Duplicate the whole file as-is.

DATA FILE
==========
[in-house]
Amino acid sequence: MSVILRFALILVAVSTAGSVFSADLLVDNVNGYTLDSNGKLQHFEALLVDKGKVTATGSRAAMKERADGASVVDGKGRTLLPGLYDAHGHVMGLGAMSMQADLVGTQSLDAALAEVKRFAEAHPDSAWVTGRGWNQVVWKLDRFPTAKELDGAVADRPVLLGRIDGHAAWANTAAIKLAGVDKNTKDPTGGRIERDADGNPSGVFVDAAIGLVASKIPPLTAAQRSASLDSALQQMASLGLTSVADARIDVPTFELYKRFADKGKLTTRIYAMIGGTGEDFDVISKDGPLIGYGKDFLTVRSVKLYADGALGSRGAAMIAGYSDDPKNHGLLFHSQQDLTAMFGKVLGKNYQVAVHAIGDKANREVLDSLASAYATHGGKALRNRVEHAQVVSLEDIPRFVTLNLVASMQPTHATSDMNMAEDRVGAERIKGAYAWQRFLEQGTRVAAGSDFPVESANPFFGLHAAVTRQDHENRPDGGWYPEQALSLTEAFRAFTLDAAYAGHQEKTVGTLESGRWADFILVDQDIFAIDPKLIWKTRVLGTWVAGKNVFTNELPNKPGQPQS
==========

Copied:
[in-house]
Amino acid sequence: MSVILRFALILVAVSTAGSVFSADLLVDNVNGYTLDSNGKLQHFEALLVDKGKVTATGSRAAMKERADGASVVDGKGRTLLPGLYDAHGHVMGLGAMSMQADLVGTQSLDAALAEVKRFAEAHPDSAWVTGRGWNQVVWKLDRFPTAKELDGAVADRPVLLGRIDGHAAWANTAAIKLAGVDKNTKDPTGGRIERDADGNPSGVFVDAAIGLVASKIPPLTAAQRSASLDSALQQMASLGLTSVADARIDVPTFELYKRFADKGKLTTRIYAMIGGTGEDFDVISKDGPLIGYGKDFLTVRSVKLYADGALGSRGAAMIAGYSDDPKNHGLLFHSQQDLTAMFGKVLGKNYQVAVHAIGDKANREVLDSLASAYATHGGKALRNRVEHAQVVSLEDIPRFVTLNLVASMQPTHATSDMNMAEDRVGAERIKGAYAWQRFLEQGTRVAAGSDFPVESANPFFGLHAAVTRQDHENRPDGGWYPEQALSLTEAFRAFTLDAAYAGHQEKTVGTLESGRWADFILVDQDIFAIDPKLIWKTRVLGTWVAGKNVFTNELPNKPGQPQS